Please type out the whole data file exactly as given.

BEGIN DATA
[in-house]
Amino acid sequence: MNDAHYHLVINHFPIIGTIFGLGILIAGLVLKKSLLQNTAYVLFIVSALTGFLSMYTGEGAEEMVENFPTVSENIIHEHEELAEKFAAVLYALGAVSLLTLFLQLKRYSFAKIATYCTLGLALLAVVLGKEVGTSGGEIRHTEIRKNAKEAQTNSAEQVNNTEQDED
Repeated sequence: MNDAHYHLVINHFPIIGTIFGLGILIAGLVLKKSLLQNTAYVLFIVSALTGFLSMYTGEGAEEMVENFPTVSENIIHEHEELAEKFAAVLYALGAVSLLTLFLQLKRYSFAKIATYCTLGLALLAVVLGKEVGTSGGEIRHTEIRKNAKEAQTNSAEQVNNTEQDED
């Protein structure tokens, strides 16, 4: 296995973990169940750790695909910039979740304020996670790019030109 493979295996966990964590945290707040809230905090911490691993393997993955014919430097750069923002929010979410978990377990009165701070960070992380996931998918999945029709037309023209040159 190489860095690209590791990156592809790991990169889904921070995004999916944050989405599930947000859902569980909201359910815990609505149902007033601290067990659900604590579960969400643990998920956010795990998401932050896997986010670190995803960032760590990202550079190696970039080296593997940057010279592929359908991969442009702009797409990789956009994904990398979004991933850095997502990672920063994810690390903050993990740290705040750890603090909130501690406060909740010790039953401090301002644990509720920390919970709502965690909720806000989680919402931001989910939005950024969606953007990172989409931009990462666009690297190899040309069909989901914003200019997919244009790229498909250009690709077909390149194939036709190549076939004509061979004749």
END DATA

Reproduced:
[in-house]
Amino acid sequence: MNDAHYHLVINHFPIIGTIFGLGILIAGLVLKKSLLQNTAYVLFIVSALTGFLSMYTGEGAEEMVENFPTVSENIIHEHEELAEKFAAVLYALGAVSLLTLFLQLKRYSFAKIATYCTLGLALLAVVLGKEVGTSGGEIRHTEIRKNAKEAQTNSAEQVNNTEQDED
Repeated sequence: MNDAHYHLVINHFPIIGTIFGLGILIAGLVLKKSLLQNTAYVLFIVSALTGFLSMYTGEGAEEMVENFPTVSENIIHEHEELAEKFAAVLYALGAVSLLTLFLQLKRYSFAKIATYCTLGLALLAVVLGKEVGTSGGEIRHTEIRKNAKEAQTNSAEQVNNTEQDED
């Protein structure tokens, strides 16, 4: 296995973990169940750790695909910039979740304020996670790019030109 493979295996966990964590945290707040809230905090911490691993393997993955014919430097750069923002929010979410978990377990009165701070960070992380996931998918999945029709037309023209040159 190489860095690209590791990156592809790991990169889904921070995004999916944050989405599930947000859902569980909201359910815990609505149902007033601290067990659900604590579960969400643990998920956010795990998401932050896997986010670190995803960032760590990202550079190696970039080296593997940057010279592929359908991969442009702009797409990789956009994904990398979004991933850095997502990672920063994810690390903050993990740290705040750890603090909130501690406060909740010790039953401090301002644990509720920390919970709502965690909720806000989680919402931001989910939005950024969606953007990172989409931009990462666009690297190899040309069909989901914003200019997919244009790229498909250009690709077909390149194939036709190549076939004509061979004749």